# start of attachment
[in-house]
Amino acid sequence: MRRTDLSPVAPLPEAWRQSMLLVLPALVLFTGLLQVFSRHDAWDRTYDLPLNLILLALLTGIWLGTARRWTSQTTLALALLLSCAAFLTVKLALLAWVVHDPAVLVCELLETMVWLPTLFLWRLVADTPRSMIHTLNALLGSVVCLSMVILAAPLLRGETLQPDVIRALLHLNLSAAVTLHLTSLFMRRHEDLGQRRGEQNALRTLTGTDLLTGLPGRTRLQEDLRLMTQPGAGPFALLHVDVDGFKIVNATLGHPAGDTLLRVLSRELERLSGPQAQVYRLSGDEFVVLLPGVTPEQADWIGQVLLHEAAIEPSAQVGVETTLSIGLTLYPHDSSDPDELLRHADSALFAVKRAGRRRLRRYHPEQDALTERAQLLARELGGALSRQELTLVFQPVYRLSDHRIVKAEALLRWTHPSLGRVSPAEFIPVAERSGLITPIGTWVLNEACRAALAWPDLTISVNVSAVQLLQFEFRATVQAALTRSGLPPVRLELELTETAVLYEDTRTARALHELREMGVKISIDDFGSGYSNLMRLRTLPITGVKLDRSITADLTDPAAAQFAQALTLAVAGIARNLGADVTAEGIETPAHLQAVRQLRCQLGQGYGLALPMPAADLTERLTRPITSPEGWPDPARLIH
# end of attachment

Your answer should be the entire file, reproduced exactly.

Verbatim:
[in-house]
Amino acid sequence: MRRTDLSPVAPLPEAWRQSMLLVLPALVLFTGLLQVFSRHDAWDRTYDLPLNLILLALLTGIWLGTARRWTSQTTLALALLLSCAAFLTVKLALLAWVVHDPAVLVCELLETMVWLPTLFLWRLVADTPRSMIHTLNALLGSVVCLSMVILAAPLLRGETLQPDVIRALLHLNLSAAVTLHLTSLFMRRHEDLGQRRGEQNALRTLTGTDLLTGLPGRTRLQEDLRLMTQPGAGPFALLHVDVDGFKIVNATLGHPAGDTLLRVLSRELERLSGPQAQVYRLSGDEFVVLLPGVTPEQADWIGQVLLHEAAIEPSAQVGVETTLSIGLTLYPHDSSDPDELLRHADSALFAVKRAGRRRLRRYHPEQDALTERAQLLARELGGALSRQELTLVFQPVYRLSDHRIVKAEALLRWTHPSLGRVSPAEFIPVAERSGLITPIGTWVLNEACRAALAWPDLTISVNVSAVQLLQFEFRATVQAALTRSGLPPVRLELELTETAVLYEDTRTARALHELREMGVKISIDDFGSGYSNLMRLRTLPITGVKLDRSITADLTDPAAAQFAQALTLAVAGIARNLGADVTAEGIETPAHLQAVRQLRCQLGQGYGLALPMPAADLTERLTRPITSPEGWPDPARLIH